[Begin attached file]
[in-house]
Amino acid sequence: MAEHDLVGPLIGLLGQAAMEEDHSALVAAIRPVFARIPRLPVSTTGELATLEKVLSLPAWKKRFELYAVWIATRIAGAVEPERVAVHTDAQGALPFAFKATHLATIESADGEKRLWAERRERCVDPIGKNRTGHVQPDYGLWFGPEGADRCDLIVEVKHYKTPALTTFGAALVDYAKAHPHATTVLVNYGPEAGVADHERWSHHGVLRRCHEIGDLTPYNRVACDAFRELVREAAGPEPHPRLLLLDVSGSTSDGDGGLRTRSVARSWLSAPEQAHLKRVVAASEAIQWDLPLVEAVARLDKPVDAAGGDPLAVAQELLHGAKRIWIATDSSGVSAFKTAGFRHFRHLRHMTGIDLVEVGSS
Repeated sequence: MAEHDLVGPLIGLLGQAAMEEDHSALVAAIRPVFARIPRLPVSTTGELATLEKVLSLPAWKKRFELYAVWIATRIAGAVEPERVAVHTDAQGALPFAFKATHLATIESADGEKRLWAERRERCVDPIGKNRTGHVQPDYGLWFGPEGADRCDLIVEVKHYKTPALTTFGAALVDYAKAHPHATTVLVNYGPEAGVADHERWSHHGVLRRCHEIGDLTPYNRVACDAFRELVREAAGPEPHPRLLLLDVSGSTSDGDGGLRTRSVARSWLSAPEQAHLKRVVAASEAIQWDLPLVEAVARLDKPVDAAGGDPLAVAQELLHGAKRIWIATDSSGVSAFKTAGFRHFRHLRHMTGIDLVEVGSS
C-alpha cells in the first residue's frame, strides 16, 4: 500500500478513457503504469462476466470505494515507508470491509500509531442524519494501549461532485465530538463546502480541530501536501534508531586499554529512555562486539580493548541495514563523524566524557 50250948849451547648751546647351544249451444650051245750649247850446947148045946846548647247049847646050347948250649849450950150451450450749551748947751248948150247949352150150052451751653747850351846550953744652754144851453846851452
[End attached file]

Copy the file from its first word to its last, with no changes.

[in-house]
Amino acid sequence: MAEHDLVGPLIGLLGQAAMEEDHSALVAAIRPVFARIPRLPVSTTGELATLEKVLSLPAWKKRFELYAVWIATRIAGAVEPERVAVHTDAQGALPFAFKATHLATIESADGEKRLWAERRERCVDPIGKNRTGHVQPDYGLWFGPEGADRCDLIVEVKHYKTPALTTFGAALVDYAKAHPHATTVLVNYGPEAGVADHERWSHHGVLRRCHEIGDLTPYNRVACDAFRELVREAAGPEPHPRLLLLDVSGSTSDGDGGLRTRSVARSWLSAPEQAHLKRVVAASEAIQWDLPLVEAVARLDKPVDAAGGDPLAVAQELLHGAKRIWIATDSSGVSAFKTAGFRHFRHLRHMTGIDLVEVGSS
Repeated sequence: MAEHDLVGPLIGLLGQAAMEEDHSALVAAIRPVFARIPRLPVSTTGELATLEKVLSLPAWKKRFELYAVWIATRIAGAVEPERVAVHTDAQGALPFAFKATHLATIESADGEKRLWAERRERCVDPIGKNRTGHVQPDYGLWFGPEGADRCDLIVEVKHYKTPALTTFGAALVDYAKAHPHATTVLVNYGPEAGVADHERWSHHGVLRRCHEIGDLTPYNRVACDAFRELVREAAGPEPHPRLLLLDVSGSTSDGDGGLRTRSVARSWLSAPEQAHLKRVVAASEAIQWDLPLVEAVARLDKPVDAAGGDPLAVAQELLHGAKRIWIATDSSGVSAFKTAGFRHFRHLRHMTGIDLVEVGSS
C-alpha cells in the first residue's frame, strides 16, 4: 500500500478513457503504469462476466470505494515507508470491509500509531442524519494501549461532485465530538463546502480541530501536501534508531586499554529512555562486539580493548541495514563523524566524557 50250948849451547648751546647351544249451444650051245750649247850446947148045946846548647247049847646050347948250649849450950150451450450749551748947751248948150247949352150150052451751653747850351846550953744652754144851453846851452